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Latest Sandia Solar Programs News & Research


The Sandia Solar Programs e-newsletter features highlights, key activities, events, and publications. News is also available on Sandia’s Energy and Climate website. We welcome your feedback. Please e-mail comments and suggestions to We hope you enjoy this valuable resource!

Research Updates

PRESCIENT software example of solar forecast graph

Sandia Develops Stochastic Production Cost Model Simulator for Electric Power Systems

Sandia has developed a software toolkit that uses stochastic programming to perform power system production cost model simulations. Named PRESCIENT, the software produces probabilistic forecasts automatically from deterministic historical forecasts for load, solar, and/or wind power production and their respective actuals, using a technology known as epi-splines. The software also generates probabilistic scenarios that are fed into the stochastic unit commitment engine.

This allows stakeholders who have no access to probabilistic forecasts – or the expertise to generate them – to create an explicit representation of the uncertainty in the system load, solar generation, and/or wind generation. Because of this explicit uncertainty representation, reserve margins and production cost can be substantially reduced, even under high penetration of renewable energy. PRESCIENT’s stochastic unit commitment uses an efficient technique to solve hundreds of scenarios in tens of minutes using commercially available solvers.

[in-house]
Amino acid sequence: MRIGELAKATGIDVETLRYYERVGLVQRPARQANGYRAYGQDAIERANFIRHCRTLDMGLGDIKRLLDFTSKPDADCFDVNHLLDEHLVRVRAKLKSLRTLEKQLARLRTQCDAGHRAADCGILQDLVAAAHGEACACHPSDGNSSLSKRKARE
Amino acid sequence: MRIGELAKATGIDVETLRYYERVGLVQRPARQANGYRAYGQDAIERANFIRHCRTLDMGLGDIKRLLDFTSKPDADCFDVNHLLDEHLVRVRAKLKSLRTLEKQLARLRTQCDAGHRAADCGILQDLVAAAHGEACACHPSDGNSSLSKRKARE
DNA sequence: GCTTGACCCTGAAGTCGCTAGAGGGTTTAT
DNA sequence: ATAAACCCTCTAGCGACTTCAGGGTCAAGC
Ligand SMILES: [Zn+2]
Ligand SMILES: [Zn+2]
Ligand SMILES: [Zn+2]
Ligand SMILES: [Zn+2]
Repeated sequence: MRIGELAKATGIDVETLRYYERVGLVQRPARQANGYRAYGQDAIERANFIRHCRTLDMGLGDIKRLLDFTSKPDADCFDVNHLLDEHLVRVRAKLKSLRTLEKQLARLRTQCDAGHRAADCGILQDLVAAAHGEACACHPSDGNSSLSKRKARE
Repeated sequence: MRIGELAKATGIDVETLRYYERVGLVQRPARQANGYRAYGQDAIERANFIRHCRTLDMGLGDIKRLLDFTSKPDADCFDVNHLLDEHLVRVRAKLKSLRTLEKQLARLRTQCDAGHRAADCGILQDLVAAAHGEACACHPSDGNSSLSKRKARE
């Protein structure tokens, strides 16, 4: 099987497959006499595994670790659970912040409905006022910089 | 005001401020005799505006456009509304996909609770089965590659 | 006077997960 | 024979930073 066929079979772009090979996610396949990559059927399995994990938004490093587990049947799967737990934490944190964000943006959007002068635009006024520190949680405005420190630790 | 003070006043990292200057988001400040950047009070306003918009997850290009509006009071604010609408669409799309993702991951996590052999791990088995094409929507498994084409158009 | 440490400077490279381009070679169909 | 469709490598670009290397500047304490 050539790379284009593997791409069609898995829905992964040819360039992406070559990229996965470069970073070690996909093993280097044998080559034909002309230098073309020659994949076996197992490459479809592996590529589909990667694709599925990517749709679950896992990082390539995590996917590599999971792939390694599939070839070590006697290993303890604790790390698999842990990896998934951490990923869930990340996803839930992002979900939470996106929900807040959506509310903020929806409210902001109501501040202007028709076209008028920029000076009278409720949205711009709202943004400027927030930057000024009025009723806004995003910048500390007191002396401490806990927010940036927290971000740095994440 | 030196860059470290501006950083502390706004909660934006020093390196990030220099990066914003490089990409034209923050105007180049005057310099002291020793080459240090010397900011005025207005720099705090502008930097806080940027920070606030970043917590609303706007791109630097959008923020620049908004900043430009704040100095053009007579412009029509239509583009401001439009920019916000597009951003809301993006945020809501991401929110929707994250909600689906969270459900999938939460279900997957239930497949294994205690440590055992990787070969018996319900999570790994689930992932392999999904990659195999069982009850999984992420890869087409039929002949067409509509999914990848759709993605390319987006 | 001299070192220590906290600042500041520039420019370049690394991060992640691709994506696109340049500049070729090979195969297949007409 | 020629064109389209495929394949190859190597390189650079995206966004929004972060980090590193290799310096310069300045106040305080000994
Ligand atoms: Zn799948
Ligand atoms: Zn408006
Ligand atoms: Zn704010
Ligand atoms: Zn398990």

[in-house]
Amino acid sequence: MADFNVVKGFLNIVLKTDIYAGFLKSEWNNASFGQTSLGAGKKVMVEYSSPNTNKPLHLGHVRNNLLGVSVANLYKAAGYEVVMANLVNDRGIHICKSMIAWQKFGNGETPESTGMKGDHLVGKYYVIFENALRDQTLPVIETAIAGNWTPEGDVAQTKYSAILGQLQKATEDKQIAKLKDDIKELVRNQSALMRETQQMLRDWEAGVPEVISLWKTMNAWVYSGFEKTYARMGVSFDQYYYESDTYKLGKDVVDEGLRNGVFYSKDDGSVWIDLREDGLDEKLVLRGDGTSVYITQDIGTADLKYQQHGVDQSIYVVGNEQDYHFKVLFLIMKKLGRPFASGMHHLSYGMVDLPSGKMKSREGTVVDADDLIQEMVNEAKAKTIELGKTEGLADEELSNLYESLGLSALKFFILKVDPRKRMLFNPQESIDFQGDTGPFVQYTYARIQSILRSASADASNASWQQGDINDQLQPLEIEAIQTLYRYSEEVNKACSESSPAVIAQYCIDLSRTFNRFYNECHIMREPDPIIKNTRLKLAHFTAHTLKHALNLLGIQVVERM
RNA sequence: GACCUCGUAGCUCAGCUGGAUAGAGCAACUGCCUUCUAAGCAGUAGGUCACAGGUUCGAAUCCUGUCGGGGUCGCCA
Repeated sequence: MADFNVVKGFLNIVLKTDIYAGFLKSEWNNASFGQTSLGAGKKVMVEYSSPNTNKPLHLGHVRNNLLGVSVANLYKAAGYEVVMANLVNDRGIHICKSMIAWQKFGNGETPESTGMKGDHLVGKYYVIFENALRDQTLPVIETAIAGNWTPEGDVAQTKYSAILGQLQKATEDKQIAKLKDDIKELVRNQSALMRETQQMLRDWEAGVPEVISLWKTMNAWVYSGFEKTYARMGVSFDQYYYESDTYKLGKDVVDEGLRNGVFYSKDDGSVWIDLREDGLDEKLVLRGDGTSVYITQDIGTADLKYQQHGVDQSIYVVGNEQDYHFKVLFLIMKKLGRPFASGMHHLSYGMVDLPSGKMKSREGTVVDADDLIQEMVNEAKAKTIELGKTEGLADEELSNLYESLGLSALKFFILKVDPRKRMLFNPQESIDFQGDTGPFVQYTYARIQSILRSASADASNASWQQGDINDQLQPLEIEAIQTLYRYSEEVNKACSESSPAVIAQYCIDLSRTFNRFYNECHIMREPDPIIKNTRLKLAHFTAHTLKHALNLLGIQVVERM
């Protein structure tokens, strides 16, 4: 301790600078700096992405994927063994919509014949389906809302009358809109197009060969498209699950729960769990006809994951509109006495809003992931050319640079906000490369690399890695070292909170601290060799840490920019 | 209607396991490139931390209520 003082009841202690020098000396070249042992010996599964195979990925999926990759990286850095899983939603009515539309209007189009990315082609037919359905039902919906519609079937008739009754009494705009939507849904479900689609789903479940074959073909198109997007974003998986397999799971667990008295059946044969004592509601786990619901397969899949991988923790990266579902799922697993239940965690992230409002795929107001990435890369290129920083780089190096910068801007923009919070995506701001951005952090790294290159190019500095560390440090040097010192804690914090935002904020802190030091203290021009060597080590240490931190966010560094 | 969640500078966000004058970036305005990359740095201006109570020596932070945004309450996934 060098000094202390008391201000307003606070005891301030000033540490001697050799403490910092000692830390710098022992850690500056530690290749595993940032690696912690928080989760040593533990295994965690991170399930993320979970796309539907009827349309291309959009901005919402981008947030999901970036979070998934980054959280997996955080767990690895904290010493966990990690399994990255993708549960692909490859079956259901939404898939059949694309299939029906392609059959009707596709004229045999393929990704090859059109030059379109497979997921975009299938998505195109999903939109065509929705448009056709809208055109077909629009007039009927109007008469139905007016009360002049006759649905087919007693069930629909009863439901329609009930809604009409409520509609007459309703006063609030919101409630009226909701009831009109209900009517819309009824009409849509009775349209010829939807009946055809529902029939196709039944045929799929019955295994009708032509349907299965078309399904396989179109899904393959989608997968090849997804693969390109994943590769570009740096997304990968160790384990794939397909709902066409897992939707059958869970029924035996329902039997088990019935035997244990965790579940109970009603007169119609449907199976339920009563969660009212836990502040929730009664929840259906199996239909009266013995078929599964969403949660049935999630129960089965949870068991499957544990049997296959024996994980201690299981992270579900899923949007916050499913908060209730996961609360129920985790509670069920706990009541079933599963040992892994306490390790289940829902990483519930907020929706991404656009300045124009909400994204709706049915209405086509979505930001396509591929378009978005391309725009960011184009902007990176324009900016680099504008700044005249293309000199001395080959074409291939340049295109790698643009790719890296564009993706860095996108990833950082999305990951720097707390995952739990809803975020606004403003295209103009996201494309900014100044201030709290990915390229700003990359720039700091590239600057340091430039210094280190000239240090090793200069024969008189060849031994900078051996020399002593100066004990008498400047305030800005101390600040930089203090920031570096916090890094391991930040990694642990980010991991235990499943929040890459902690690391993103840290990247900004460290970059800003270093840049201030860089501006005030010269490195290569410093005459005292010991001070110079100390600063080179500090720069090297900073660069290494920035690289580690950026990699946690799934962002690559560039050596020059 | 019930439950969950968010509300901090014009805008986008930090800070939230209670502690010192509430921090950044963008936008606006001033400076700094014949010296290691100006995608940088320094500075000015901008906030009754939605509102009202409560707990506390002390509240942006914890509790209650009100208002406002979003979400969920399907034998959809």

PRESCIENT also has visualization capabilities; it produces daily generation dispatch stack graphs and a cost breakdown of commitment and fuel costs. The software was developed using Pyomo, a python optimization modeling language developed at Sandia, and was supported by the U.S. Department of Energy's SunShot Initiative and ARPA-e GENI program. PRESCIENT was developed in partnership with the University of California-Davis.  Graphic illustrates an example of a probablistic solar forecast produced with PRESCIENT.

Sandia Innovator in Residence Jeff Koplow

Sandia Researcher Selected as Innovator in Residence

Sandia researcher Jeff Koplow has been selected as the inaugural recipient of the Innovator in Residence Fellowship by the U.S. Department of Energy’s SunShot Initiative. The program launched on October 1, 2015, and will provide Koplow and his team $500,000 per year for three years for innovative solar research aimed at supporting the SunShot goal of making solar cost-competitive with other forms of energy.

Koplow is the recipient of four R&D 100 Awards, including one for the “Sandia Cooler.” He currently holds 10 active licenses on previous inventions and has given several invited talks on the subject of multidisciplinary technical innovation. The full story about Koplow’s Innovator in Residence award is on Sandia’s Energy & Climate website.

SBV header

Sandia Solar Researchers Available to Small Businesses through DOE SBV Program

Small clean energy businesses can now access research support at the U.S. Department of Energy’s (DOE’s) National Laboratories through the Small Business Vouchers Pilot (SBV), part of DOE’s Office of Energy Efficiency and Renewable Energy National Lab Impact Initiative. Through SBV, small businesses can be awarded vouchers of $50,000-$300,000 to be redeemed at select national laboratories, including Sandia, for work related to nine technology areas. The vouchers are intended to provide U.S.-based and -owned small businesses access to unique research skills and laboratory facilities, with the ultimate goal to move next-generation clean energy technologies to market.

Sandia is the lead laboratory for SBV awards related to solar energy technologies. Additional laboratories supporting solar SBV projects are Lawrence Livermore National Laboratory, the National Renewable Energy Laboratory, and Pacific Northwest National Laboratory.